I'm glad to say I've known (and known of) a lot of gringos who lived and acted as citizens, who empathized and accepted responsibility for their country's history and actions; who held onto their convictions even when their neighbors, family, co-workers, and friends ridiculed those beliefs; and who mobilized to meet that responsibility.
Such Americans keep me going, believing that with enough of them, things will change. And some things do.
Despite America's complacency about apartheid, Anglo college students forced their colleges to pull funds out of U.S. corporations that profited from apartheid, eventually forcing their gov't to vote for UN sanctions.
Despite American gullibility about Vietnam, opposition in the U.S. to the war eventually coincided with the military victories of the Viet Cong, sending the U.S. running.
Despite early, sheepish following of Bush's Iraq conquest, that too can possibly be ended sooner than expected.
Someone said it is not the responsibility of the minority peoples to convince the majority people. In real life, the majority finds it advantageous to ignore the minority; they have a more difficult time dealing with arguments from their own.
I don't envy Anglo Americans their task; I prefer only having to convince my own. (At least I have the advantage of linking Iraq's invasion to the 1845 war, for example.)
When one's economy, colleges, cities were built largely on stolen land, when its original residents were herded into camps to be stripped of everything called Indian; when similar policies were inflicted on Southwest mexicanos, African slaves, Chinese immigrants, cubanos, puertoriqueños, Vietnamese, Palestinian, Iraqi, and a lot of other "colored" peoples and their lands, one would think it not so hard to discuss the obvious with your own--those who at one time enjoyed the highest standard of living, precisely because of that history. But it is.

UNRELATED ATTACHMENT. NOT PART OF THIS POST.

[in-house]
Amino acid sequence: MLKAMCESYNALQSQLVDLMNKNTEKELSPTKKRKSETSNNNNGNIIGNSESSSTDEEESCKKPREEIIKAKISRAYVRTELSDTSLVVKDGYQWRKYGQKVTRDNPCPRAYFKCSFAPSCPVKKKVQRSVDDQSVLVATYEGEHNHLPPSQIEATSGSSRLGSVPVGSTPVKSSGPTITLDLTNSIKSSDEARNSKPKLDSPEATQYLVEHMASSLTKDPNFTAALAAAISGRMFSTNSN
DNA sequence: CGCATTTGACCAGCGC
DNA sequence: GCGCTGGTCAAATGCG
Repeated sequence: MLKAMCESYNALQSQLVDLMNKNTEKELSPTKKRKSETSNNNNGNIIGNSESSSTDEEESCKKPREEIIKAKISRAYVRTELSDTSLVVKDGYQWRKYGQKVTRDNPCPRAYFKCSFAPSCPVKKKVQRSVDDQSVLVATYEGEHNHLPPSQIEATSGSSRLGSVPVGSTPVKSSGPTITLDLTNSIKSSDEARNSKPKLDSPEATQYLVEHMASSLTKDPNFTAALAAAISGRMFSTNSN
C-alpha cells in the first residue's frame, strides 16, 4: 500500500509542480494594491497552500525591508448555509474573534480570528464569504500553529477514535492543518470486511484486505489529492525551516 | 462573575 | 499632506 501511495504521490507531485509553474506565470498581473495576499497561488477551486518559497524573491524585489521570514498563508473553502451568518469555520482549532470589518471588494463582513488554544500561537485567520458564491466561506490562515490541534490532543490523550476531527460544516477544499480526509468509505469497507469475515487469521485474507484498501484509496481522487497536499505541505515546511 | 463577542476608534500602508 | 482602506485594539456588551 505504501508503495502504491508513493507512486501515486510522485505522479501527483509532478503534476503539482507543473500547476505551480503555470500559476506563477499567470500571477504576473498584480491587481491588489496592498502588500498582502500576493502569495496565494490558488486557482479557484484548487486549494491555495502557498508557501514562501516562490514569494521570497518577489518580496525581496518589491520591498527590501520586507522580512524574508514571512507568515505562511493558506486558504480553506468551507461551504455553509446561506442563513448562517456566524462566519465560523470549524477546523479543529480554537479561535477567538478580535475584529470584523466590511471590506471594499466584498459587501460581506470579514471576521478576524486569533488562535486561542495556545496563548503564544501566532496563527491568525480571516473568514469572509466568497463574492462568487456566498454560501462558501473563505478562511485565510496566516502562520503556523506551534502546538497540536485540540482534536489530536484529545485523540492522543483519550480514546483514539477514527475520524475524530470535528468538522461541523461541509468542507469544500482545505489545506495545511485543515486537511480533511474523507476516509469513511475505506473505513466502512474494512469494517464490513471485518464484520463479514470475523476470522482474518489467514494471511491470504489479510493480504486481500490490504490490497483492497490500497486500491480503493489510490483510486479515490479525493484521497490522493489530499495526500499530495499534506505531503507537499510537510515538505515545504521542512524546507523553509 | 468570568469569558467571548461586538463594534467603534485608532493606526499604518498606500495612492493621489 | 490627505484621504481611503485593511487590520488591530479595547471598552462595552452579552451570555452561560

The inequities, exploitation, suppressions, and invasions made this an inharmonious world. The Bin Ladens, of course, embrace that as much as the Bushes; it is their shared dream of endless, international conflict.
Opposing such warmongers, in the heart of the American Empire, thrives a different passion, a fire with sometimes few guardians, but one that nevertheless envisions the world differently.
During this celebratory season, my message of Paz goes to Anglo Americans who preserve that world view, who strive for awareness and knowledge amongst their own, and understanding between the Anglo and the non-Anglo--an outlook that consequently nurtures Peace. I'm happy to have known you who understand so well.